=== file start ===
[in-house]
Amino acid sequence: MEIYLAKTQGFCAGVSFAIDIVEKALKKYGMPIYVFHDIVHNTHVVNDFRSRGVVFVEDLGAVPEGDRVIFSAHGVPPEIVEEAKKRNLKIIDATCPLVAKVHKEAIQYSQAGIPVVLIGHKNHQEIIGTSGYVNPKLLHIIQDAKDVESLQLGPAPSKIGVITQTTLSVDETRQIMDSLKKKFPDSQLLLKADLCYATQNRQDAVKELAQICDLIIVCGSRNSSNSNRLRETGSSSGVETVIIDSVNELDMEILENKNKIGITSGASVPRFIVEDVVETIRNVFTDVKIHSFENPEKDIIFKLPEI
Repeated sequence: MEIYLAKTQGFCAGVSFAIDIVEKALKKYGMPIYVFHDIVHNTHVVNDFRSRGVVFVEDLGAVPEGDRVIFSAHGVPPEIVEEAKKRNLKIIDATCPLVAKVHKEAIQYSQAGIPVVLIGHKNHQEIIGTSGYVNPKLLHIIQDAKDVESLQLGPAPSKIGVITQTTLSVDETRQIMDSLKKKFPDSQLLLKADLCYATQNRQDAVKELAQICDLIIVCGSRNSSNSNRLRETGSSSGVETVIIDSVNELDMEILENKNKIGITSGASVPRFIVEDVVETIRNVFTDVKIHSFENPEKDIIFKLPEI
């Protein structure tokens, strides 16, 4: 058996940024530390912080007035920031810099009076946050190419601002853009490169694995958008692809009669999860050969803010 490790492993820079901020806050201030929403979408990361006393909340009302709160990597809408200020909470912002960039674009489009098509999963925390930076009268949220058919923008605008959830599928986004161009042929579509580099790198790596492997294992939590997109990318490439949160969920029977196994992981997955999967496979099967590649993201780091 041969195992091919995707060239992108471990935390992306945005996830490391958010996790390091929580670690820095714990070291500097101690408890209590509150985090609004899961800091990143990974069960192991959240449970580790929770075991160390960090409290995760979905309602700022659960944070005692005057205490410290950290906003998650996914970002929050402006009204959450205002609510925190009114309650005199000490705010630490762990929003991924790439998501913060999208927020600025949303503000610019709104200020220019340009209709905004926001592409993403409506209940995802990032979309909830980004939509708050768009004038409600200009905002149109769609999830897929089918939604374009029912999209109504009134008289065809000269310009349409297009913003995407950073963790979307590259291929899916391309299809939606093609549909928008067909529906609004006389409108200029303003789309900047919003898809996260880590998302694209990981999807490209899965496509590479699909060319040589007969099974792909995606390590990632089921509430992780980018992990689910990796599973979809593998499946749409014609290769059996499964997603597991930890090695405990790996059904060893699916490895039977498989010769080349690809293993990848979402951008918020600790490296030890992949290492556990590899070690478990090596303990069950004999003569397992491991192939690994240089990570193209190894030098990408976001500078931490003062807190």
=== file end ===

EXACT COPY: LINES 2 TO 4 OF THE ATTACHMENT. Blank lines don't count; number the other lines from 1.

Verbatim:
Amino acid sequence: MEIYLAKTQGFCAGVSFAIDIVEKALKKYGMPIYVFHDIVHNTHVVNDFRSRGVVFVEDLGAVPEGDRVIFSAHGVPPEIVEEAKKRNLKIIDATCPLVAKVHKEAIQYSQAGIPVVLIGHKNHQEIIGTSGYVNPKLLHIIQDAKDVESLQLGPAPSKIGVITQTTLSVDETRQIMDSLKKKFPDSQLLLKADLCYATQNRQDAVKELAQICDLIIVCGSRNSSNSNRLRETGSSSGVETVIIDSVNELDMEILENKNKIGITSGASVPRFIVEDVVETIRNVFTDVKIHSFENPEKDIIFKLPEI
Repeated sequence: MEIYLAKTQGFCAGVSFAIDIVEKALKKYGMPIYVFHDIVHNTHVVNDFRSRGVVFVEDLGAVPEGDRVIFSAHGVPPEIVEEAKKRNLKIIDATCPLVAKVHKEAIQYSQAGIPVVLIGHKNHQEIIGTSGYVNPKLLHIIQDAKDVESLQLGPAPSKIGVITQTTLSVDETRQIMDSLKKKFPDSQLLLKADLCYATQNRQDAVKELAQICDLIIVCGSRNSSNSNRLRETGSSSGVETVIIDSVNELDMEILENKNKIGITSGASVPRFIVEDVVETIRNVFTDVKIHSFENPEKDIIFKLPEI
């Protein structure tokens, strides 16, 4: 058996940024530390912080007035920031810099009076946050190419601002853009490169694995958008692809009669999860050969803010 490790492993820079901020806050201030929403979408990361006393909340009302709160990597809408200020909470912002960039674009489009098509999963925390930076009268949220058919923008605008959830599928986004161009042929579509580099790198790596492997294992939590997109990318490439949160969920029977196994992981997955999967496979099967590649993201780091 041969195992091919995707060239992108471990935390992306945005996830490391958010996790390091929580670690820095714990070291500097101690408890209590509150985090609004899961800091990143990974069960192991959240449970580790929770075991160390960090409290995760979905309602700022659960944070005692005057205490410290950290906003998650996914970002929050402006009204959450205002609510925190009114309650005199000490705010630490762990929003991924790439998501913060999208927020600025949303503000610019709104200020220019340009209709905004926001592409993403409506209940995802990032979309909830980004939509708050768009004038409600200009905002149109769609999830897929089918939604374009029912999209109504009134008289065809000269310009349409297009913003995407950073963790979307590259291929899916391309299809939606093609549909928008067909529906609004006389409108200029303003789309900047919003898809996260880590998302694209990981999807490209899965496509590479699909060319040589007969099974792909995606390590990632089921509430992780980018992990689910990796599973979809593998499946749409014609290769059996499964997603597991930890090695405990790996059904060893699916490895039977498989010769080349690809293993990848979402951008918020600790490296030890992949290492556990590899070690478990090596303990069950004999003569397992491991192939690994240089990570193209190894030098990408976001500078931490003062807190």